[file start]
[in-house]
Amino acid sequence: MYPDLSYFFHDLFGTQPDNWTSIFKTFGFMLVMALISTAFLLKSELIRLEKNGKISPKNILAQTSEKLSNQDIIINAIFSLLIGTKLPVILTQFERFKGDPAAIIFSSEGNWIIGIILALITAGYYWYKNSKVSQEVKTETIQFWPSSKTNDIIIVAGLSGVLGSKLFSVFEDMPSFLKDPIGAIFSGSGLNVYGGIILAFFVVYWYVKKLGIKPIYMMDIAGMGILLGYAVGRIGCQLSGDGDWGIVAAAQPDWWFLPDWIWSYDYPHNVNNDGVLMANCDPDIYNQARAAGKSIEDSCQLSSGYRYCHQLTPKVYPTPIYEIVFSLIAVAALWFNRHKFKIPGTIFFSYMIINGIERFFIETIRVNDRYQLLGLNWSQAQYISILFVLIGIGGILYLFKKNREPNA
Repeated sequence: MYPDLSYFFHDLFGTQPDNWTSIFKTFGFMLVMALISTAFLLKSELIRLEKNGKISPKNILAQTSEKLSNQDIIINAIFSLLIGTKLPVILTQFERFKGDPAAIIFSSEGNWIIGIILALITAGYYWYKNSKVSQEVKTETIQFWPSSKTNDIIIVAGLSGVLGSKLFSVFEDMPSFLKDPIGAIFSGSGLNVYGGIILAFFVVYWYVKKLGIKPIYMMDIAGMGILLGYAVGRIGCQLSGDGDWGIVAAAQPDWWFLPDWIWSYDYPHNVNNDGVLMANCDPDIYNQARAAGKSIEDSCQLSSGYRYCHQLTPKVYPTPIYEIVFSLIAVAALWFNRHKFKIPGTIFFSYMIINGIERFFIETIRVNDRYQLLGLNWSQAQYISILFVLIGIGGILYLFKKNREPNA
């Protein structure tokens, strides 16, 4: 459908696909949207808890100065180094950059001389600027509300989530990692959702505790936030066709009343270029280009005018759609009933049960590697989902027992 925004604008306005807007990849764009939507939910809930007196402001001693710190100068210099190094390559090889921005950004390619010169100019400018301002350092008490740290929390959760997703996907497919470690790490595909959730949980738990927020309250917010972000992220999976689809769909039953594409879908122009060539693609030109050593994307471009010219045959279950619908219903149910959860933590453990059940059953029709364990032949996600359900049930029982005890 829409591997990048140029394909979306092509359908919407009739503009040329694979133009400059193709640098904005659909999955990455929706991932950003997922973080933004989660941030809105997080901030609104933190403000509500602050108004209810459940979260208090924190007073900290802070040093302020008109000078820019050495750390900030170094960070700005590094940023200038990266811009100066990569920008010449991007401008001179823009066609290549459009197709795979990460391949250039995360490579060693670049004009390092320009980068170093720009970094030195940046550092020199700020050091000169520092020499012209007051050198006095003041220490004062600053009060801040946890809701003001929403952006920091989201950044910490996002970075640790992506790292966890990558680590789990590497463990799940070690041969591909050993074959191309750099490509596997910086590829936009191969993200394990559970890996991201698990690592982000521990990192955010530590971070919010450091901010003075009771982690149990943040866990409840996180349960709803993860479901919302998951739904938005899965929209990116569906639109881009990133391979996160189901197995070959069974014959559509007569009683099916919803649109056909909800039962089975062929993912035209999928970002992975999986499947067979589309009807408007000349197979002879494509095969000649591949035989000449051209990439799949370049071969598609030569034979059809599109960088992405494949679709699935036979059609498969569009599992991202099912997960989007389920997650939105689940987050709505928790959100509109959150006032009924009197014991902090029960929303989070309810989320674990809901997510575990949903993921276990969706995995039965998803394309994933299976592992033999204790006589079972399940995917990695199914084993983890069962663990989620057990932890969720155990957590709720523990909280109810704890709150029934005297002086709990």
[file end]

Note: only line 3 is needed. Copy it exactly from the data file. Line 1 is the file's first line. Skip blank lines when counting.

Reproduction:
Repeated sequence: MYPDLSYFFHDLFGTQPDNWTSIFKTFGFMLVMALISTAFLLKSELIRLEKNGKISPKNILAQTSEKLSNQDIIINAIFSLLIGTKLPVILTQFERFKGDPAAIIFSSEGNWIIGIILALITAGYYWYKNSKVSQEVKTETIQFWPSSKTNDIIIVAGLSGVLGSKLFSVFEDMPSFLKDPIGAIFSGSGLNVYGGIILAFFVVYWYVKKLGIKPIYMMDIAGMGILLGYAVGRIGCQLSGDGDWGIVAAAQPDWWFLPDWIWSYDYPHNVNNDGVLMANCDPDIYNQARAAGKSIEDSCQLSSGYRYCHQLTPKVYPTPIYEIVFSLIAVAALWFNRHKFKIPGTIFFSYMIINGIERFFIETIRVNDRYQLLGLNWSQAQYISILFVLIGIGGILYLFKKNREPNA